TCM Classic Film Festival 2016: Day 2
Writing these recaps always feels at odds with other attendees’ because I attend an inordinate amount of screenings, content more to watch the once-in-a-lifetime panels and other press events.
I had originally planned on going to The More the Merrier (1943) since I wasn’t able to get on the press list for the Francis Ford Coppola hand and footprint ceremony. But, on a whim, I tagged along with a fellow Social Producer covering the event — the always fantastic Paula Guthat of TCM Party — and sorta kinda snuck my way in. (Actually many people remembered me from last year and were kind enough to let me stay.) After a delayed start Coppola’s son, Roman, gave a great and heartfelt speech about his family, showing us Coppola, the man, as opposed to the director. (I will say, Peter Bogdanovich was in attendance and I was giddy!)
Considering it was 10:40am and already sweltering once Francis Ford Coppola came out he wanted to get things over with quickly, sinking his hands and feet into the cement ten minutes after things started. I recall last year’s ceremony with Christopher Plummer being a lot longer due to multiple speeches and this was a quick and to the point — a blessing since we were all in direct sunlight.
I’d anticipated missing my afternoon screening but the handprint ceremony flew so fast I was able to handily snag a seat for The Way We Were (1973). Now there were some vocal detractors of TCM’s newer titles screening this festival but I appreciate a few post-1960s ones, if only to experience them in the best possible format. I’d been meaning to watch this Barbra Streisand/Robert Redford film before, at my mother’s urging, and figured you couldn’t do better than watching it for the first time in the Chinese Multiplex. I was also fortunate to have my beloved friend Lara (of Backlots) with me.
I was told The Way We Were would make me sob and…I can’t say that it did. The story of a mismatched couple navigating the rocky waters of their relationship over several years was introduced by historian Cari Beauchamp, who elaborated on how the original Arthur Laurents script was meant to depict the blacklist, an element cast to the side once Streisand arrived and had the script totally rewritten. The chemistry between Streisand and Redford comes and go — and their initial “love” scene blurs the line of consent…but I’m not quite sure on whose side. But, good gravy, has there EVER been a face prettier than Robert Redford? I loved him in Inside Daisy Clover (1965), but I was ready to sell my soul for him here. I can see why Streisand’s Katie would compromise her ideals for him.
Outside of their chemistry, the film meanders with a thin revolving plot that’s really just a launchpad for Katie (Streisand) and Hubbell’s (Redford) relationship. Without spoiling the ending, I was left wondering if some crucial information had been left out, considering we jump forward in time and no one brings up the important details in-between. I also spent way too much time snarking with Lara about the fashions here. Everyone is dressed in period specific clothing — ’40s, ’50s, ’60s — except Streisand who always looks as if she came back from a night at Studio 54. You might have noticed this issue in Funny Girl (1968) but it’s ridiculously apparent here. Oh, and I was left singing the song for the rest of the day.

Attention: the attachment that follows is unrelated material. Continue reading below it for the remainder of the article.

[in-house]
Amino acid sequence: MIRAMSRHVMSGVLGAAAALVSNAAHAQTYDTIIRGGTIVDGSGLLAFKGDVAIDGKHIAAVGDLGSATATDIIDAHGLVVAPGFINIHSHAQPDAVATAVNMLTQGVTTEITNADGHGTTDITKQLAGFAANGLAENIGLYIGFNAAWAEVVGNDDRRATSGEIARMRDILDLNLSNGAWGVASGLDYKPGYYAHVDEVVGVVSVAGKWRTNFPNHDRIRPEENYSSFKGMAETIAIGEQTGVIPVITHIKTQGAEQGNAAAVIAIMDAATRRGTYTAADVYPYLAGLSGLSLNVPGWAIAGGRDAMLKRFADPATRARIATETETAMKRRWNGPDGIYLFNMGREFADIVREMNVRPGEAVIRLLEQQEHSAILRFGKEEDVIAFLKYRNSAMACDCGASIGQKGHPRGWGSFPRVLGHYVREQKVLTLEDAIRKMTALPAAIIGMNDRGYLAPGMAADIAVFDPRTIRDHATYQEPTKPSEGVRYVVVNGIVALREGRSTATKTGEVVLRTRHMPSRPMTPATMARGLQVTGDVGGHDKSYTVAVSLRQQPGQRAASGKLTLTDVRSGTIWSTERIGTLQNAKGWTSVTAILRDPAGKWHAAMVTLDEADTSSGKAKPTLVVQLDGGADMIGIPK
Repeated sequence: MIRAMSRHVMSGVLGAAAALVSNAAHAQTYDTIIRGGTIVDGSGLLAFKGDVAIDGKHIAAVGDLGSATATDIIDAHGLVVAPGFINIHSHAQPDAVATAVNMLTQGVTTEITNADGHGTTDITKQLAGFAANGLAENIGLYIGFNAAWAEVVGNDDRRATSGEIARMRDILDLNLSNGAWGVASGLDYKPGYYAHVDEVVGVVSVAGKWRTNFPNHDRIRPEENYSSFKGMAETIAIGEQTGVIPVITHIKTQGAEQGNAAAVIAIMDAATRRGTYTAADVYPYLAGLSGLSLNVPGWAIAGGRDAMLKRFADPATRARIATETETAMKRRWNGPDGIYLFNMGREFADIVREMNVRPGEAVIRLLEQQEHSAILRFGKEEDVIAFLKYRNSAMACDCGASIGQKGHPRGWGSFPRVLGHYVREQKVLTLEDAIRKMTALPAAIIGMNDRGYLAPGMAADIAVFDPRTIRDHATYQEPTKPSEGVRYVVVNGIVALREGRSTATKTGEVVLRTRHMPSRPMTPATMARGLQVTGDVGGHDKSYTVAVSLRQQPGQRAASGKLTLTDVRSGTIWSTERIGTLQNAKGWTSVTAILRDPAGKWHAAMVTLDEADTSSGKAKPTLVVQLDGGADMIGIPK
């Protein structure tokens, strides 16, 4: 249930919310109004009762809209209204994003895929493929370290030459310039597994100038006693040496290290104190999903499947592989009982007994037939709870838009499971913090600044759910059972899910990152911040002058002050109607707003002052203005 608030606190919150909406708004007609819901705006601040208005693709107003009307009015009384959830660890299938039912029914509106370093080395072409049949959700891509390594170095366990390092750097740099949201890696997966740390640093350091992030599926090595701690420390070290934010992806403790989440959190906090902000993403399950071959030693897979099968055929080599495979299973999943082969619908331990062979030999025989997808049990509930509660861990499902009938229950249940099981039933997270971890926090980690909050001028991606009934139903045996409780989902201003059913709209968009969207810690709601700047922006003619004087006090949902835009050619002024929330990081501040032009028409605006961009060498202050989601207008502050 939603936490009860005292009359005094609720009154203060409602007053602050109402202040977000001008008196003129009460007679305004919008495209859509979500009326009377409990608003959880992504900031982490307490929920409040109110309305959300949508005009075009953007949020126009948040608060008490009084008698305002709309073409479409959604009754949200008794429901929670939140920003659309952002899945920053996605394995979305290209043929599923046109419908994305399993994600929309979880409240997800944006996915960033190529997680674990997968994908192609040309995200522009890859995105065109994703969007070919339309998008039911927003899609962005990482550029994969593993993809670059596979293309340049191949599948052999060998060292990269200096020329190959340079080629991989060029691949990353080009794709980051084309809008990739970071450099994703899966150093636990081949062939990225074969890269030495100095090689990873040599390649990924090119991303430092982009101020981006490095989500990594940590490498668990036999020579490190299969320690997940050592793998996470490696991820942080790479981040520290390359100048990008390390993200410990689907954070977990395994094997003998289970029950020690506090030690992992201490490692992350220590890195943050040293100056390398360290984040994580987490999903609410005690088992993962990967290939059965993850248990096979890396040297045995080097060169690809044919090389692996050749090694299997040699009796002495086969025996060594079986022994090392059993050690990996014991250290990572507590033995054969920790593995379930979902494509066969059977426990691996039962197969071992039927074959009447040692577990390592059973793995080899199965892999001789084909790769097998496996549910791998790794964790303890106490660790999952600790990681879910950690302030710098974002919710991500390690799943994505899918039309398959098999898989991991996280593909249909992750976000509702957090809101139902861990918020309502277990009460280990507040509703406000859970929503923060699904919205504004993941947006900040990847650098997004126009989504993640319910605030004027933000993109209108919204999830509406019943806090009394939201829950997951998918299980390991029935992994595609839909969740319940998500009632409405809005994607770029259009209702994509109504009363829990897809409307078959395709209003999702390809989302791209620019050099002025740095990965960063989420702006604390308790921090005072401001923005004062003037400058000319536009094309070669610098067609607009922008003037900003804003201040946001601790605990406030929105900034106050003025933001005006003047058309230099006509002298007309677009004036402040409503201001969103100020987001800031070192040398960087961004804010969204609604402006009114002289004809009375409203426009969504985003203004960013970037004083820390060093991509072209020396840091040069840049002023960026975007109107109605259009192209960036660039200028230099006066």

After some lunch — yes, I’m one of the rare attendees who makes time for food — I sailed in to get some pictures with the adorable dogs in the Man’s Best Friend panel. Meeting Lassie (or, better yet, A Lassie) and Brigitte, also known as Stella of Modern Family, was a true delight! Those dogs were extremely well behaved which is why they bring home the big bucks!
As dusk settled in the travel buddy and I walked down to the Roosevelt pool for our first poolside screening of Batman: The Movie (1966) with introductions by Adam West and Lee Meriweather. Unfortunately the Friday screenings are usually the most crowded with 90% of the seats reserved so we decided to simply sit for the intro and then leave (the fluidity of the pool area keeps them from being poor form). Meriweather and West were fantastic. West utterly stole the interview with his candidness. He makes no bones about being in certain work for the money and ribbing his own reputation. I can’t say I would have derived the same enjoyment from the film, but this was a great introduction.
After that we decided to get in line for The Manchurian Candidate (1962), introduced by the legendary Dame Angela Lansbury! Apparently everyone had the same idea as the line spilled out of the Grauman’s forecourt, up to the next level, and then another mile (or what felt like it) back. I thought for sure we wouldn’t get in. But, get in we did, and Angela was just luminous….even though I was so far back I couldn’t see her. Lansbury thanked the absent Robert Osborne, talked about her performance as the villainous Mrs. Iselin and desperately wanted to discuss her work on Broadway. I hate to say it, but moderator Alec Baldwin did sour the interview. I understand the moderator is responsible for keeping the interview subject on-task and speaking within the allotted time, but at several points during the discussion Lansbury referenced her theater work, leaving Baldwin to pounce on her and drag her back to talking about the film. He’s stuck between a rock and a hard place, but he wasn’t able to work the transitions between subjects without it coming off as rude.
By that point the gang and I decided to get a late dinner and call it a night! Until Saturday!
Originally published at journeysinclassicfilm.com on April 30, 2016.